Beyond that, it’s common to throw in a set of lap or five-point belts if the car will or could come into light or moderate contact with something else. We’ll drill or punch holes through the floor and use bolt-in eyes with large washers on the bottom. Unless the seat bottom has a full metal pan, we’ll cut a hole through the fabric and padding to run the anti-sub belt. Experienced drivers usually carry at least one set of belts along with chain, webbing, shackles and quick-links to allow for installation in a variety of configurations. While perhaps not SCCA- or NHRA-legal, these installs are adequate for the smaller gags.

Larger crashes find us having cages of varying complexities installed. They run the gamut from a full double-hoop, multiple-diagonal cage that extends through the firewall down (for a high-speed rollover) to simple reinforcements, such as a set of door bars to protect the driver in the event another vehicle might contact that side of the car.

A driver’s personal prep usually mirrors the car’s. Minor impacts might find drivers wearing small pads on their elbows and knees. Large crashes often have them wearing full fire suits, gloves, pads, mouthguards, helmets and head-and-neck-restraints.

What catches most car enthusiasts off guard is how quickly–and ruthlessly–cars are prepped. Guys will unceremoniously cut out large sections of carpet to make room to install the handbrake mount. Interior panels are torn from their mounts, leaving behind broken clips and fasteners.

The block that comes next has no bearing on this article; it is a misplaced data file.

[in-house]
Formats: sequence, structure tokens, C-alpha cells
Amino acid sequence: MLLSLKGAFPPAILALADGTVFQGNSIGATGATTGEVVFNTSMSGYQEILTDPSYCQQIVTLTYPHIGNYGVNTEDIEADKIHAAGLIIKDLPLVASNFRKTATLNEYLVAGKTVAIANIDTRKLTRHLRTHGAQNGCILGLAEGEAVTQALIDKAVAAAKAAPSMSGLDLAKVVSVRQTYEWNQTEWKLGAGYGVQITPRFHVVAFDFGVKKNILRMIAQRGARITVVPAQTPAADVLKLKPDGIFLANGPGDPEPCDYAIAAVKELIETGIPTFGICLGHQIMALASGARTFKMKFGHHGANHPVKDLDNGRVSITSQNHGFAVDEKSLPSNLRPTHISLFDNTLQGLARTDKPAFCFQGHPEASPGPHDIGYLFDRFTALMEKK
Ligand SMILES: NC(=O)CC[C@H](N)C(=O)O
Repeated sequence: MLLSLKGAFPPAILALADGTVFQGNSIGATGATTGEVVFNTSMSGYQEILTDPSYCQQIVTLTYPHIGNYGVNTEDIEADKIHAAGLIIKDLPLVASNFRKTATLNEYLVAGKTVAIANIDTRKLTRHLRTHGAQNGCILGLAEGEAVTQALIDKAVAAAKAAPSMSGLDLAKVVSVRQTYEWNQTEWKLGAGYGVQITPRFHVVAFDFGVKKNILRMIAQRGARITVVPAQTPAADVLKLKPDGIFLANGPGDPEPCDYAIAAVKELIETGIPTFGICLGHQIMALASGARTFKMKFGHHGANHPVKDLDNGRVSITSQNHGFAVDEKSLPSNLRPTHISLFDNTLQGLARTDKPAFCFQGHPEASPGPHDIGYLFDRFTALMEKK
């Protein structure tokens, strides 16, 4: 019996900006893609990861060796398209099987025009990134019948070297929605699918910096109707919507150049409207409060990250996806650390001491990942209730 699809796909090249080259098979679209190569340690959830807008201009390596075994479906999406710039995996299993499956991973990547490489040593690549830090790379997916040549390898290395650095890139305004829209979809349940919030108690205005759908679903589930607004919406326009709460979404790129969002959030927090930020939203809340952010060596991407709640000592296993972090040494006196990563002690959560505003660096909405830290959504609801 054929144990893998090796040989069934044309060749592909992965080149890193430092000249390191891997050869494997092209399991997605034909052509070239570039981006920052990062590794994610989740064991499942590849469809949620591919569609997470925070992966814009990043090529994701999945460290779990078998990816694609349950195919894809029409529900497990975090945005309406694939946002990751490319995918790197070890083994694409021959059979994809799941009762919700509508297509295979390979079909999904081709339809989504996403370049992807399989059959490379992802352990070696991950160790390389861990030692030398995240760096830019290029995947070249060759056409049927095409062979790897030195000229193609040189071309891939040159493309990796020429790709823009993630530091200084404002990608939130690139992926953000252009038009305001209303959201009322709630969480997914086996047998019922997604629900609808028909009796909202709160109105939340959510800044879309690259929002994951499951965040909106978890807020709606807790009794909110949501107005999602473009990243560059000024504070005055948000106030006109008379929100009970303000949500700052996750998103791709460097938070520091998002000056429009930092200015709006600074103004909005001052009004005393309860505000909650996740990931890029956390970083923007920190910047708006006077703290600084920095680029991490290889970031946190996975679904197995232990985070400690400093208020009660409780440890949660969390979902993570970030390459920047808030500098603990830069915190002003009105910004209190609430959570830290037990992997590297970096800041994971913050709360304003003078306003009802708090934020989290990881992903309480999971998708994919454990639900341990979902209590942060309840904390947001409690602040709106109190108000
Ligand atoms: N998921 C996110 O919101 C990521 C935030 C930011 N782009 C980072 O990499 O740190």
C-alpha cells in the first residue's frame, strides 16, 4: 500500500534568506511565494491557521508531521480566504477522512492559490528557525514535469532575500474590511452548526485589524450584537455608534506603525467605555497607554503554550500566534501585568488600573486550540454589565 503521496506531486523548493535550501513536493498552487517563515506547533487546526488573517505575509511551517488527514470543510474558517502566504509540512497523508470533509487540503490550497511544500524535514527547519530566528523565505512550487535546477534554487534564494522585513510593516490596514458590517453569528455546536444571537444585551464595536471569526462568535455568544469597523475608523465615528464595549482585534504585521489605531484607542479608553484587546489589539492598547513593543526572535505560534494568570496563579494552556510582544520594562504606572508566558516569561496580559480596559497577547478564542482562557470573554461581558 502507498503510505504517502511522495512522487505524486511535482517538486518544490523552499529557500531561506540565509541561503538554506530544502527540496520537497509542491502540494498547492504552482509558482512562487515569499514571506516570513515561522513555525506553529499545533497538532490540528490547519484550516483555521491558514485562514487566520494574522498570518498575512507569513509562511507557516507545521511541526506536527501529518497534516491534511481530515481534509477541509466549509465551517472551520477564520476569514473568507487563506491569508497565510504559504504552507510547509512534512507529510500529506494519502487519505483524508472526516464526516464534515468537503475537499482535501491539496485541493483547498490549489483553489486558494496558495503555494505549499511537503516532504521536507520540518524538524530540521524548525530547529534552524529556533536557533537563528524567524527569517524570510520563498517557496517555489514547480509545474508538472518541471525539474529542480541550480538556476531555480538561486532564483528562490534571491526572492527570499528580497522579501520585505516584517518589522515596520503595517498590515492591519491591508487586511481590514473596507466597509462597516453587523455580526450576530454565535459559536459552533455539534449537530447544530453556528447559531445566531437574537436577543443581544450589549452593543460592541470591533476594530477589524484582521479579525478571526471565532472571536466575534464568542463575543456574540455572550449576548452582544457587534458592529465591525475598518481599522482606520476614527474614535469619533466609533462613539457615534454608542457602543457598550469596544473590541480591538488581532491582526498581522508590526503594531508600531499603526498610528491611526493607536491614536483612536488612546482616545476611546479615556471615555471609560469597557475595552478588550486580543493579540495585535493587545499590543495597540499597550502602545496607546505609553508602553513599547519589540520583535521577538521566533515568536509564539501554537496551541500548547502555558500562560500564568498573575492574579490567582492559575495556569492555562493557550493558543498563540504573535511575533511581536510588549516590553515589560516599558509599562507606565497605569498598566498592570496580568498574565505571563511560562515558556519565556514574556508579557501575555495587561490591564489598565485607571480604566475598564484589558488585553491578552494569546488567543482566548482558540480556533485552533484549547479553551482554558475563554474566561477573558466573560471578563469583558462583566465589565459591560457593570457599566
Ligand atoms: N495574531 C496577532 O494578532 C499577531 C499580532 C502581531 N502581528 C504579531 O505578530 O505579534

Form doesn’t just follow function in this world–it has been lapped. Some guys, understandably, just can’t bring themselves to embrace it. If you’re one of those guys, be very wary of who you sell your next car to. If you’re not careful, you might just see it die on the big screen.

Photograph Courtesy Sony Pictures

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AngryCorvair (Forum Supporter)
AngryCorvair (Forum Supporter) GRM+ Memberand MegaDork
5/20/20 10:20 a.m.

i regret that i have but one thumbs-up to give

R56fanatic (Forum Supporter)
R56fanatic (Forum Supporter) New Reader
5/20/20 10:34 a.m.

jfryjfry -  can you provide more details about the  structure strapped on top of the car?  Is that a remote control setup so you can drive while the pretty faces act?



SVreX (Forum Supporter)
SVreX (Forum Supporter) MegaDork
5/20/20 10:34 a.m.

Thats a great article!

Justjim75 Dork
5/20/20 10:46 a.m.

Wait, that looks like John Wick and Baby Driver, did you drive for thoses movies?

Can my 14 yr old son have an autographed piece of a car from a big time movie....PLEEEZ?

SVreX (Forum Supporter)
SVreX (Forum Supporter) MegaDork
5/20/20 10:50 a.m.

In reply to Justjim75 :

Yes he did. wink

Baby Driver thread

Justjim75 Dork
5/20/20 11:09 a.m.

Just told my son about this as we just rewatched Baby Driver last week (killing time during lock down) and sent him the link.  He is very hopeful about my request 

pilotbraden UltraDork
5/20/20 11:19 a.m.

I really enjoyed reading the article and I too want to know is that Flying Bridge unit Truly a Flying Bridge to control  the car?

friedgreencorrado UltimaDork
5/20/20 11:40 a.m.

Well done! I recall an ancient issue of Car and Driver where Pat Bedard was talking about stunt drivers in his column.

"The Harlem Globetrotters never won an NBA Championship, but you don't hear a lot of people saying they can't play basketball."

David S. Wallens
David S. Wallens Editorial Director
5/20/20 4:31 p.m.

I know that I need to remain impartial (actually, do I?), but I totally loved this piece. 

alfadriver (Forum Supporter)
alfadriver (Forum Supporter) MegaDork
5/20/20 5:46 p.m.

Super fun article to read.  If you are ever in a small movie and invited to Cinetopia, come- I'll buy you a drink.  Rarely to stunt people come to film festivals.